Ten members of the Islamist insurgency sect under the umbrella of Boko Haram have been sentenced to death on terror charges in Chad.
BBC reports that the ten suspects were convicted after a three-day trial in the capital N’Djamena, over their roles in twin attacks on the capital in June 2015, which left no fewer than 38 persons dead.
The attacks were the first by the Nigerian-based group in Chad, which hosts the headquarters of a regional force set up to fight the militants.
In July, Chad reintroduced the death penalty for acts of terror.
Opposition and civil liberties groups have criticised the new anti-terror legislation, saying it could be used to curb civil rights.
The chief prosecutor Bruno Mahouli Louapambe, stated that the men were found guilty of charges including criminal conspiracy, killings, wilful destruction with explosives, fraud, illegal possessions of arms and ammunition, and using psychotropic substances.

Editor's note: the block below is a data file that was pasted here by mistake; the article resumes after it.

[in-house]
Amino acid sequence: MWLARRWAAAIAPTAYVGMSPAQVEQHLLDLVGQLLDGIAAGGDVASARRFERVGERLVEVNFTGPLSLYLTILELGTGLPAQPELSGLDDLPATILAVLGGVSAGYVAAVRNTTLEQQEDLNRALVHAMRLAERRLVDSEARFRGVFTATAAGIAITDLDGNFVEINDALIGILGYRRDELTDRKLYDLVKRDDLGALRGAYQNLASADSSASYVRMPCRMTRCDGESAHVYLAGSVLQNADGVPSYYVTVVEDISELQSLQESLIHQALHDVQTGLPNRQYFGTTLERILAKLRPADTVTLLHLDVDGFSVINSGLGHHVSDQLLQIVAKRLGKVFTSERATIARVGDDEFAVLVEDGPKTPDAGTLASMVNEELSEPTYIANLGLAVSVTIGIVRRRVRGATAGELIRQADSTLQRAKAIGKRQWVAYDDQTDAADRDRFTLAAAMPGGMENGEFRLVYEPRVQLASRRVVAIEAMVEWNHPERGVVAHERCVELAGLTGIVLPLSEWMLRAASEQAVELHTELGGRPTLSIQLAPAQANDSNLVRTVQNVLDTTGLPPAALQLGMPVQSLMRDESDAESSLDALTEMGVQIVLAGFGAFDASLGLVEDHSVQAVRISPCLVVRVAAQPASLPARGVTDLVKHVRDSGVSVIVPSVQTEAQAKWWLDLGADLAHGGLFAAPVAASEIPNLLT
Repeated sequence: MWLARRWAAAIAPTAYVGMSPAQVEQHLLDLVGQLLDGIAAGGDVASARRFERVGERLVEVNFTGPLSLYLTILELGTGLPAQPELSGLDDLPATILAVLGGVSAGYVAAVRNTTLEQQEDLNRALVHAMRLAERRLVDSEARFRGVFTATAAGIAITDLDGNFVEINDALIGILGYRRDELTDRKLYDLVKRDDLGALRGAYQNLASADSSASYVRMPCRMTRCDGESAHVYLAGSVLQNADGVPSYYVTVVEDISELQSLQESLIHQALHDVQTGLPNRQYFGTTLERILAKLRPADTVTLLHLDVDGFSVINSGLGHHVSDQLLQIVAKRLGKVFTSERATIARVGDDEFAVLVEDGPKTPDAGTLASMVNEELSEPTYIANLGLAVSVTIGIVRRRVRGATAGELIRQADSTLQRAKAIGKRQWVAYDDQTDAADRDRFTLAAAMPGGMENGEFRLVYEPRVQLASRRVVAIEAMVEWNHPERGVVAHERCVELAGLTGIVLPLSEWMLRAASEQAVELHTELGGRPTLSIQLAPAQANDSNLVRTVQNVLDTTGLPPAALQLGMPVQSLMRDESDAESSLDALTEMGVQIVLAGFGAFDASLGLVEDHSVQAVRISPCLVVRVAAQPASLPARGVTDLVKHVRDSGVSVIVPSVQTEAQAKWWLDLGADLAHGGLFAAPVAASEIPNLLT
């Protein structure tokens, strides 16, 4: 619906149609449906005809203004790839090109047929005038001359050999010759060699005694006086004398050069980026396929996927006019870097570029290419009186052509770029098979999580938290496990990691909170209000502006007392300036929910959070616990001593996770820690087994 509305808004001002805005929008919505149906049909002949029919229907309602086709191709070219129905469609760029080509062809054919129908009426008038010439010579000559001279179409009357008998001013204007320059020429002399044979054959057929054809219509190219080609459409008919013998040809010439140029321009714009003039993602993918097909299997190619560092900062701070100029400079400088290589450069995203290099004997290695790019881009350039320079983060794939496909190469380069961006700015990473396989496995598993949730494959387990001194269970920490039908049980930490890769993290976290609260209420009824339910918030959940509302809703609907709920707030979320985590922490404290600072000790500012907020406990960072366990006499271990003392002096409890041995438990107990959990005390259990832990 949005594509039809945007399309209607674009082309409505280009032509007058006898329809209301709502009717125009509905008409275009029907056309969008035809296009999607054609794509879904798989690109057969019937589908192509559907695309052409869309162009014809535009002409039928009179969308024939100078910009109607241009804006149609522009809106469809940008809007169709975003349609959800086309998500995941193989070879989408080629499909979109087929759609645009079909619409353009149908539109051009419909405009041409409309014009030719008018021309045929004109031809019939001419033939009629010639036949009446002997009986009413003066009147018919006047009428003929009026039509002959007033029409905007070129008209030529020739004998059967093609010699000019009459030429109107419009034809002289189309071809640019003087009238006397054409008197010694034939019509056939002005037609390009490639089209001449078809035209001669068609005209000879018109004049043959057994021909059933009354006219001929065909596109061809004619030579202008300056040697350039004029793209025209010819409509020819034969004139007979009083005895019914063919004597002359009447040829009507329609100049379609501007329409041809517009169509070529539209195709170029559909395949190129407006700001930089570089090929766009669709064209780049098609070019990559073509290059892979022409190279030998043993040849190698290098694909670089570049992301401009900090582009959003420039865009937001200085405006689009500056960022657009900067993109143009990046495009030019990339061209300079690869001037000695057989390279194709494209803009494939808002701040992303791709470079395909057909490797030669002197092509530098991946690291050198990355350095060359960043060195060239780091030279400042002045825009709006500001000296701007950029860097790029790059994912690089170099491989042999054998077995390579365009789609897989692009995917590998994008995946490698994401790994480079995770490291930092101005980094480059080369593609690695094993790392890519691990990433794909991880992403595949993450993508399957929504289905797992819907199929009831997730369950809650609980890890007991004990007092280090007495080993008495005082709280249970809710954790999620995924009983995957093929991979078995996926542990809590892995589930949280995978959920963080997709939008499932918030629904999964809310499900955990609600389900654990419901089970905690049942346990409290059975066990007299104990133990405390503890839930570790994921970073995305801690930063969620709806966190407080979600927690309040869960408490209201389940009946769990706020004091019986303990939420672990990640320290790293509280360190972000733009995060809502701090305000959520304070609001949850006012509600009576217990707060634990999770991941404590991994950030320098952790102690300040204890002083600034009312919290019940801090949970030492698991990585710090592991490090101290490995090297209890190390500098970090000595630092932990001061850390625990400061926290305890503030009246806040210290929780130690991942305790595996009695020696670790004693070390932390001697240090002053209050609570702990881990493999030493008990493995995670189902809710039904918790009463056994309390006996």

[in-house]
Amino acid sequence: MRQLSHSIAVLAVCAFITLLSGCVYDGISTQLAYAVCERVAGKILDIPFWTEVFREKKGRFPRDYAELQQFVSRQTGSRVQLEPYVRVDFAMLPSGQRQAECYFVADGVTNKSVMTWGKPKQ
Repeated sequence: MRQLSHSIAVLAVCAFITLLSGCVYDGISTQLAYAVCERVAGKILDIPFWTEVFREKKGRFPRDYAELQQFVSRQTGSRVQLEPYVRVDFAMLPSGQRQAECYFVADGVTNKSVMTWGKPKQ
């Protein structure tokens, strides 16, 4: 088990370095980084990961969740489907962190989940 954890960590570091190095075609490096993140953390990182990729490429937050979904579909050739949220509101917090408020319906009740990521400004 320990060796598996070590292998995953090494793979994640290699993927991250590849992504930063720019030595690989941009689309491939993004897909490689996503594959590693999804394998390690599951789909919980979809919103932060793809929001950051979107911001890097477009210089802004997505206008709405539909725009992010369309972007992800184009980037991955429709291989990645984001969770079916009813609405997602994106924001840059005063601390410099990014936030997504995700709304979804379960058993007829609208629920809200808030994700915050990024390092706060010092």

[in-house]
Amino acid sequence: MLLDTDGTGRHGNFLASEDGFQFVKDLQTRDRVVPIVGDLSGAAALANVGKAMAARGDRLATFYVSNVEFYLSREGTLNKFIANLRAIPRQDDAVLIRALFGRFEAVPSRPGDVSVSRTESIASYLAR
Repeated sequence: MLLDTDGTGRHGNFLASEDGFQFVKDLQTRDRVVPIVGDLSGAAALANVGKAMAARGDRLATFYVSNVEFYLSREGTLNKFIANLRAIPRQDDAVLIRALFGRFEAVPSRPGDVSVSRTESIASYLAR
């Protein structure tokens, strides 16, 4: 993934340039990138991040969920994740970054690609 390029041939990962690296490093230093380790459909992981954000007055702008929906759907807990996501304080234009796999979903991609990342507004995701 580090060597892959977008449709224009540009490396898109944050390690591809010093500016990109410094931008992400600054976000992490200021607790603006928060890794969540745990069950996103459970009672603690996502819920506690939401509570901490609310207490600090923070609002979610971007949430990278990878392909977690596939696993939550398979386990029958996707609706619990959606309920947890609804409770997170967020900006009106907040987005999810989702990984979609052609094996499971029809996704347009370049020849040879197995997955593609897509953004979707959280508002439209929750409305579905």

A judicial source told AFP that the trial had been due to last eight days, but “due to security reasons it was speeded up and moved on Thursday, August 27, 2015 to an undisclosed secret location.”
Among those convicted was Mahamat Mustapha, aka Bana Fanaye, the man described as the “mastermind” of the attack by Chad’s Interior Minister Abderahim Bireme Hamid.
The June attacks were followed by a blast at a market in the capital in July, which killed 15 people.
Chad has banned people from wearing the full-face veil following the bombings.
Boko Haram had previously threatened to attack Chad, after it sent troops to help Nigeria recapture territory from the militant group, mostly in Borno state.
Chad has been instrumental in helping Nigeria retake most of the areas Boko Haram had seized.
The jihadists, who want to create their own Islamic caliphate in Nigeria, have killed thousands and forced millions to flee their homes in the country’s north-east Nigeria since 2009.